Earlier this year, Philadelphia enacted an ordinance and became the first city in the country to ban private-sector employers from asking job applicants about their salary history. The ordinance is based on the theory that the use of salary history perpetuates historic discrimination against women, and the purpose of the ordinance is to close the wage gap between men and women. Among other things, the ordinance prohibits employers from asking job applicants about their prior salary or requiring disclosure of salary history as a condition of employment, and prohibits employers from retaliating against prospective hires for not disclosing their salary history. That ordinance was quickly challenged in court and enforcement is currently on hold. However, other states and municipalities have enacted or have pending legislation that restrict employers’ ability to ask about and use information concerning applicant salary history in making hiring and pay decisions.
In the meantime, the United States Court of Appeals for the Ninth Circuit has issued a decision in the case of Rizo v. Yovino, No. 16-15372 (9th Cir. Apr. 27, 2017), finding that a California employer may not have discriminated against a female employee because of sex in violation of the Equal Pay Act by paying her less than male counterparts with the same qualifications who performed the same work.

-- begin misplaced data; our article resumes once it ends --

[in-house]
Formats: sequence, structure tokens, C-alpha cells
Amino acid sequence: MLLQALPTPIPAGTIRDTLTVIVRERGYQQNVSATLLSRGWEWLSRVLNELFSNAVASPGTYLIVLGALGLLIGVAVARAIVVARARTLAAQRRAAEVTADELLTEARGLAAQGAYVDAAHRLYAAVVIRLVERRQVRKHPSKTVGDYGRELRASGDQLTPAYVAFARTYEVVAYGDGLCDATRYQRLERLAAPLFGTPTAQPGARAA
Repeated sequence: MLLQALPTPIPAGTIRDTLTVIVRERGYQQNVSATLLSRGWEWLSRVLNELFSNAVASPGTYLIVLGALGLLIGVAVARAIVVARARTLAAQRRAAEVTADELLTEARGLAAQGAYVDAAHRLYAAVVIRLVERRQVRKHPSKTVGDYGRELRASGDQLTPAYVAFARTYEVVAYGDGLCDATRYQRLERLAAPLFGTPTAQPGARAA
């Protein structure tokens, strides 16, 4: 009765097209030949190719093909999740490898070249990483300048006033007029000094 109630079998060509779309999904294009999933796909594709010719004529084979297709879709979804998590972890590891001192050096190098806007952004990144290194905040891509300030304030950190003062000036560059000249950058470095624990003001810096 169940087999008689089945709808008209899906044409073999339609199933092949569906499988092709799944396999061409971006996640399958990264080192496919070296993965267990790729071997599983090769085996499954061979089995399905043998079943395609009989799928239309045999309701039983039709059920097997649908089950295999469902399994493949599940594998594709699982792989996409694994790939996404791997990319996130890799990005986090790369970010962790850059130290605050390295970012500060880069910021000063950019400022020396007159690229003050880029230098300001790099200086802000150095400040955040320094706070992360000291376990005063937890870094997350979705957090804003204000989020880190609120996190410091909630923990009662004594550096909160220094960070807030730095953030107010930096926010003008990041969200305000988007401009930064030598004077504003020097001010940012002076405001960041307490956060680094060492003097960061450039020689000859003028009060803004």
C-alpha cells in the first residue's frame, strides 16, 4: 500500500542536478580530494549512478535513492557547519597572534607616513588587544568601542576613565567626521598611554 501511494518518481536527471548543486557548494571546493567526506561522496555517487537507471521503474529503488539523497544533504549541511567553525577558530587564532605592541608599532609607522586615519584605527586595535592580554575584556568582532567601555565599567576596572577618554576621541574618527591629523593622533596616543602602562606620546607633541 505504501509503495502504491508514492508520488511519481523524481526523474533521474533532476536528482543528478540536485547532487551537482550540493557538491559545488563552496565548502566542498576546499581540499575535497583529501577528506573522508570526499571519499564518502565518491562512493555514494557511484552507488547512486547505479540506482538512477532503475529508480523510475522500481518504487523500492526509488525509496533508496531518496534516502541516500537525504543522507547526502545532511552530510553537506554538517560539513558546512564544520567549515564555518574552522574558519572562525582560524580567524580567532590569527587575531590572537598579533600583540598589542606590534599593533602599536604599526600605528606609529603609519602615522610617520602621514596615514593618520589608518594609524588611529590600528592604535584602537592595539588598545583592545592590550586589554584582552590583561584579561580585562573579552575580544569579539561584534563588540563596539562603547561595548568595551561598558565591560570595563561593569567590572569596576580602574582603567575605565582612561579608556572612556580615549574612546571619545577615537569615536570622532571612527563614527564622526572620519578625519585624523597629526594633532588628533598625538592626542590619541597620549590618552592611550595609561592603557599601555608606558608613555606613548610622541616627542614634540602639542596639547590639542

In that case, the employer conceded those facts and asked the court to enter summary judgment in its favor, explaining that it based the female employee’s salary on the employee’s salary history, rather than on the employee’s sex. The trial judge ruled that the employer could be found liable for discriminating based on sex in violation of the Equal Pay Act, reasoning that pay differences based solely on prior salary were inherently discriminatory as women’s prior salaries are likely to be lower than men’s due to gender bias.
The employer appealed, and the Ninth Circuit vacated the trial judge’s decision. The Ninth Circuit found that an employee’s prior salary could be a “factor other than sex” for the employer’s salary decision and, as such, would not violate the Equal Pay Act. The Ninth Circuit remanded the case back to the trial court to decide whether the employee’s salary history actually caused the salary differential, whether evaluation of salary history effectuated some business policy, and whether the employer used the employee’s salary history reasonably in light of its stated purpose.
The Ninth Circuit decision does not affect the Philadelphia ordinance, or employers on the East Coast. But, the case does serve to illustrate that this is an area of law that is currently in flux and will continue to present challenges for employers as they look to attract talent and make pay and benefit decisions that are market competitive. In the meantime, the best advice for employers is to keep abreast of legal developments and consult professionals for advice when questions arise.